Credit Suisse’s actions caused DGAZ to become “completely dislocated” from the index

Credit Suisse’s actions caused DGAZ to become “completely dislocated” from the index

“Credit Suisse has asked a New York federal judge to permanently toss a proposed class action alleging it caused retail investors substantial losses in delisting a popular exchange-traded note, arguing the investment banking company put out adequate warnings about the note’s risks.

Credit Suisse AG said in a memorandum filed Monday that the plaintiff, retail investor Adelina Gomez, is trying to make the financial institution the insurer of her “highly risky investment strategy” of seeking outsized returns by shorting the exchange-traded note, or ETN, known as DGAZ. […]

Gomez filed the proposed class action in January, alleging Credit Suisse “destroyed” DGAZ and sent retail investors scrambling to cover short positions at wildly inflated prices. Her proposed class includes all DGAZ short position holders who were caught in the short squeeze and purchased DGAZ notes through the over-the-counter market to cover their short positions in the first two trading weeks of August 2020.

DGAZ is an ETN that tracks the price of an underlying index or the numerical average of a securities price. ETNs do not pay interest, according to the complaint. Instead, their value is determined by the return of their underlying market index.

In DGAZ’s case, it was listed by Credit Suisse in 2012 on the NYSE Arca Exchange, and its underlying index was the S&P’s GSCI Natural Gas Index.

According to the complaint, if the index decreased, DGAZ’s “indicative value” would increase and vice versa. DGAZ was popular with so-called short sellers because those who shorted the product at a higher price could profit from the difference between the price at which they borrowed DGAZ and the price they later paid to cover their short, per the complaint.

Gomez said she initiated 10 short positions of DGAZ in May 2020, shortly before Credit Suisse announced the note’s delisting in June 2020. She said that throughout its existence, DGAZ functioned normally and stayed in line with the behavior of the index with little divergence.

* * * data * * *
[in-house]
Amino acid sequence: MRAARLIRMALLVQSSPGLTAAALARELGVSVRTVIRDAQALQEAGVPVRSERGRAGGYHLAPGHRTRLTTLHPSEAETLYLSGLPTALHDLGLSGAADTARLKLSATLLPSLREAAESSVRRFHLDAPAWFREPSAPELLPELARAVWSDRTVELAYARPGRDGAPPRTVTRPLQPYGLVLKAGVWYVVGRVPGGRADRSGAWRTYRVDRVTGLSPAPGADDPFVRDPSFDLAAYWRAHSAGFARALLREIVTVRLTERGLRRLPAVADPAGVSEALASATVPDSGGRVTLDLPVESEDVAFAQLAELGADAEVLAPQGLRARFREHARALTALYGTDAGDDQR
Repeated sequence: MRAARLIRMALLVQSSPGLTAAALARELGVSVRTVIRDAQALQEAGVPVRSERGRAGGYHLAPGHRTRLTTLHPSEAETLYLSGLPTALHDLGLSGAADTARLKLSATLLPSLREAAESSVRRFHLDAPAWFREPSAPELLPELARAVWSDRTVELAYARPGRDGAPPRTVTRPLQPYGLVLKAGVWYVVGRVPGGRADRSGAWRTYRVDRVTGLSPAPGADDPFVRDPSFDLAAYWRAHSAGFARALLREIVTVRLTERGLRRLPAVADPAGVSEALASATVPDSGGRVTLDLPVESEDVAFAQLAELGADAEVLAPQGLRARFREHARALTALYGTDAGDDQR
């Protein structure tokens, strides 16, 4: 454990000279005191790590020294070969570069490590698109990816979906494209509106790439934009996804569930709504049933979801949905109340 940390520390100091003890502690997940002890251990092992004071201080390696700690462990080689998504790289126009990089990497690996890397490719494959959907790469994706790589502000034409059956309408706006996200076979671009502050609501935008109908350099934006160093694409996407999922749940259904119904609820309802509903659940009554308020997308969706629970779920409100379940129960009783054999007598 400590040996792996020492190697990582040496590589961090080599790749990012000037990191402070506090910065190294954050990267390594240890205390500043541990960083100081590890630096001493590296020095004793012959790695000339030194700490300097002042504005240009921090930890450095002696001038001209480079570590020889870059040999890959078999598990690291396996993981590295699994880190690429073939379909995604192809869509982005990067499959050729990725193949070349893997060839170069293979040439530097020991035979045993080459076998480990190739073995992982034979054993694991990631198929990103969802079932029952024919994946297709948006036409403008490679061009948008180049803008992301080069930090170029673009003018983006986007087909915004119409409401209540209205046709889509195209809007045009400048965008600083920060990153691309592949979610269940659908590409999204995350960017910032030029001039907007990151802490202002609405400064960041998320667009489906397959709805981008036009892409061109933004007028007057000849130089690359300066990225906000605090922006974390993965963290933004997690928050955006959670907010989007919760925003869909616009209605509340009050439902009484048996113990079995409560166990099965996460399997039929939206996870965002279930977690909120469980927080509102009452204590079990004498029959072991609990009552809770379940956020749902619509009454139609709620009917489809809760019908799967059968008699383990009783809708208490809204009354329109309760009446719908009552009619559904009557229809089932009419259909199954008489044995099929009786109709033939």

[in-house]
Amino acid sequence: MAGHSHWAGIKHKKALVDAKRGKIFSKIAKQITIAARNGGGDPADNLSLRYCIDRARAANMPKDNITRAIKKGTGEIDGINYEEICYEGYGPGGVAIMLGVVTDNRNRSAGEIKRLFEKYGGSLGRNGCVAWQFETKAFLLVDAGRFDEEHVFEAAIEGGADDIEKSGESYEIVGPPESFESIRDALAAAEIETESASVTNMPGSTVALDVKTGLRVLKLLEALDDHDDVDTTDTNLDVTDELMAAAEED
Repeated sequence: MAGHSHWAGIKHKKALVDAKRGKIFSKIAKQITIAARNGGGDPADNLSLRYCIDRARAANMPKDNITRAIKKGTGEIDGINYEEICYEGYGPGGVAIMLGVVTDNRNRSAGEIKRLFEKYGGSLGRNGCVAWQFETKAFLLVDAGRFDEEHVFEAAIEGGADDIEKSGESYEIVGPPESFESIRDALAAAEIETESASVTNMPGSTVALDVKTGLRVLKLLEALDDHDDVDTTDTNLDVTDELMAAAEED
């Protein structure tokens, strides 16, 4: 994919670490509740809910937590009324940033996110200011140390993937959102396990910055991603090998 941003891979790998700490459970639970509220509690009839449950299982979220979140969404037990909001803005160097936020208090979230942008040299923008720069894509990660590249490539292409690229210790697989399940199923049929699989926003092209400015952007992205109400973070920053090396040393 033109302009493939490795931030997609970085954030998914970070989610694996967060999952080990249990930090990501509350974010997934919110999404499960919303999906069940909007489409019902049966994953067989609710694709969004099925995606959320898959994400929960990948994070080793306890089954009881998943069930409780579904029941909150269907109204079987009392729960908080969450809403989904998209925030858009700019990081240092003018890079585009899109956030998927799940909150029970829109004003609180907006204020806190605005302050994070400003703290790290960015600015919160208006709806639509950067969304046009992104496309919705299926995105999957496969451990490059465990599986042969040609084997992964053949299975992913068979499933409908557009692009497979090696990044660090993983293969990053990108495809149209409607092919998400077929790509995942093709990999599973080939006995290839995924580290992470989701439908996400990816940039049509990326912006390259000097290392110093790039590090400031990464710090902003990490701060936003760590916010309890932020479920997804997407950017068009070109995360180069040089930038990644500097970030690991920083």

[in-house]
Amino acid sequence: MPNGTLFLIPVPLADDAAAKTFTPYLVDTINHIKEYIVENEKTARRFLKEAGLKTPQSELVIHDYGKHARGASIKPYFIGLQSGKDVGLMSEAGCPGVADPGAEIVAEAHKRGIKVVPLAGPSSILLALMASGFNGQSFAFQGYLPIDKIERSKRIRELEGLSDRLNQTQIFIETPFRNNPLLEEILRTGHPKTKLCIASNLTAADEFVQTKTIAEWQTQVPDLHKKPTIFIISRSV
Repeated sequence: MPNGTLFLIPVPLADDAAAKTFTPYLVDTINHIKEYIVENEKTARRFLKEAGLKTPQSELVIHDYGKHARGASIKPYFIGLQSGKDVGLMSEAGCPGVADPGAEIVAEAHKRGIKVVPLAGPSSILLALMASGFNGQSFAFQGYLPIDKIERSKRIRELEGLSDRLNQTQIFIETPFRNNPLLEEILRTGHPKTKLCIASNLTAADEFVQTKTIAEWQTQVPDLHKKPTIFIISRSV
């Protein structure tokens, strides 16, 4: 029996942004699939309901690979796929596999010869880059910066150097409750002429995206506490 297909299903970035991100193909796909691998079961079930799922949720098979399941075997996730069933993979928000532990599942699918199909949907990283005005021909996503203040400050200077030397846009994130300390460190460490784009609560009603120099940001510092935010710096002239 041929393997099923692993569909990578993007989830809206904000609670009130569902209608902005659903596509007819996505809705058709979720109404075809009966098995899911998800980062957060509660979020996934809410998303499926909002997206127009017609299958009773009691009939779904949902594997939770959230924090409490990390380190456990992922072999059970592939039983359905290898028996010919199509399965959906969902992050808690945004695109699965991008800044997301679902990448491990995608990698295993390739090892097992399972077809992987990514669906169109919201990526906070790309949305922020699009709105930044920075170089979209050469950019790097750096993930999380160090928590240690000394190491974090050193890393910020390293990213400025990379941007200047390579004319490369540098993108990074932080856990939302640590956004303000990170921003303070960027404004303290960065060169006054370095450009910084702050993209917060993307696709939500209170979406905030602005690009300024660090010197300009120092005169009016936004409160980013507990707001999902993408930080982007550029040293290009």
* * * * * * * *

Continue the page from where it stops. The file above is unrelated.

Gomez claims that when she initiated the 10 short positions, she did it believing the index price would increase in the future, causing DGAZ’s value to decrease, which would allow her to profit off her short sales.

But in June 2020, Credit Suisse announced through a press release that DGAZ and other ETNs would be delisted from the NYSE Arca on July 10, 2020, and that the company would not issue any more DGAZ notes, effective immediately, according to the complaint.

Gomez claims that this announcement by Credit Suisse and the immediate suspension of DGAZ notes destroyed the product by “preventing it from achieving its sole objective of tracking the index.”

According to the complaint, Credit Suisse’s actions caused DGAZ to become “completely dislocated” from the index, raising the ask prices of the notes “higher with each passing hour regardless of the performance of the underlying index or the product’s indicative value.”

In the two weeks following the press release, the complaint claims DGAZ’s price peaked at approximately $25,000 per note while its indicative value remained around $110 to $130.

This proved detrimental to holders of short positions as they experienced a “short squeeze” and had to either close out their positions at artificially inflated prices or undergo margin calls or forced liquidations to cover the losses on their short positions. […]

Daniel Centner of Peiffer Wolf Carr Kane & Conway LLP, counsel for Gomez, said in an emailed statement that while Credit Suisse takes Gomez to task for a supposed risky investment strategy, the biggest risk she took was relying on the integrity of Credit Suisse.

“She trusted Credit Suisse to honor the terms under which it sold DGAZ, and she trusted Credit Suisse to communicate all material information about DGAZ to its customers. Credit Suisse failed in both respects, causing historic losses to Ms. Gomez and others,” Centner said. “Our suit does not attempt to make Credit Suisse a ‘guarantor’ for these historic losses, as Credit Suisse’s motion suggests. Our goal is to hold Credit Suisse accountable for causing those losses by breaching its duties to its investors.”

Counsel for Credit Suisse didn’t immediately respond to a request for comment Tuesday. […]

Gomez is represented by Joseph Peiffer, Daniel Centner and Jason Kane of Peiffer Wolf Carr Kane & Conway LLP and by Daren A. Luma of Daren A. Luma PLLC.

The case is Adelina Gomez v. Credit Suisse AG, case number 1:22-cv-00115, in the U.S. District Court for the Southern District of New York”

Full article: Law 360 | Sarah Jarvis | July 12, 2022

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